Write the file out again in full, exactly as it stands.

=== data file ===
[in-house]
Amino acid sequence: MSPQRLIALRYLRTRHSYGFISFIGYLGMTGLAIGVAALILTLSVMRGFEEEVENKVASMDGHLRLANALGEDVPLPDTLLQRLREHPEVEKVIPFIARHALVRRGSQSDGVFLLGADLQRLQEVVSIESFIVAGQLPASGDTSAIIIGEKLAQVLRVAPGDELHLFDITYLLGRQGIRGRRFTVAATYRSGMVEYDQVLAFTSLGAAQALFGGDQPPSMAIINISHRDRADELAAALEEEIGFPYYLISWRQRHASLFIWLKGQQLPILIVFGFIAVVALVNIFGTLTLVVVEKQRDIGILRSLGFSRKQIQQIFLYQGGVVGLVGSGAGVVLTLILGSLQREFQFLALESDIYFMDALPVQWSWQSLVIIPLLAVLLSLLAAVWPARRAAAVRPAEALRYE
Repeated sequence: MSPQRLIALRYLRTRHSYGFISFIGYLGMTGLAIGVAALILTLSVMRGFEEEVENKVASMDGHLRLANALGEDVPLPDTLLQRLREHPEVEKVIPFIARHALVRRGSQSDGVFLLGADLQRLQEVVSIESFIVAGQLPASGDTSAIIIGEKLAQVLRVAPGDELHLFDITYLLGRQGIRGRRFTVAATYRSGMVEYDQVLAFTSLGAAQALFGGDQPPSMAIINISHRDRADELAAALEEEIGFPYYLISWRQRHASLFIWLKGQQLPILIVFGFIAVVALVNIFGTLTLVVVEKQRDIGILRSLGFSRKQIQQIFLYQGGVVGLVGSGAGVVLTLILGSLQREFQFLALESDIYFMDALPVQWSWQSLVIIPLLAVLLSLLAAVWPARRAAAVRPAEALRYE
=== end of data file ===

[in-house]
Amino acid sequence: MSPQRLIALRYLRTRHSYGFISFIGYLGMTGLAIGVAALILTLSVMRGFEEEVENKVASMDGHLRLANALGEDVPLPDTLLQRLREHPEVEKVIPFIARHALVRRGSQSDGVFLLGADLQRLQEVVSIESFIVAGQLPASGDTSAIIIGEKLAQVLRVAPGDELHLFDITYLLGRQGIRGRRFTVAATYRSGMVEYDQVLAFTSLGAAQALFGGDQPPSMAIINISHRDRADELAAALEEEIGFPYYLISWRQRHASLFIWLKGQQLPILIVFGFIAVVALVNIFGTLTLVVVEKQRDIGILRSLGFSRKQIQQIFLYQGGVVGLVGSGAGVVLTLILGSLQREFQFLALESDIYFMDALPVQWSWQSLVIIPLLAVLLSLLAAVWPARRAAAVRPAEALRYE
Repeated sequence: MSPQRLIALRYLRTRHSYGFISFIGYLGMTGLAIGVAALILTLSVMRGFEEEVENKVASMDGHLRLANALGEDVPLPDTLLQRLREHPEVEKVIPFIARHALVRRGSQSDGVFLLGADLQRLQEVVSIESFIVAGQLPASGDTSAIIIGEKLAQVLRVAPGDELHLFDITYLLGRQGIRGRRFTVAATYRSGMVEYDQVLAFTSLGAAQALFGGDQPPSMAIINISHRDRADELAAALEEEIGFPYYLISWRQRHASLFIWLKGQQLPILIVFGFIAVVALVNIFGTLTLVVVEKQRDIGILRSLGFSRKQIQQIFLYQGGVVGLVGSGAGVVLTLILGSLQREFQFLALESDIYFMDALPVQWSWQSLVIIPLLAVLLSLLAAVWPARRAAAVRPAEALRYE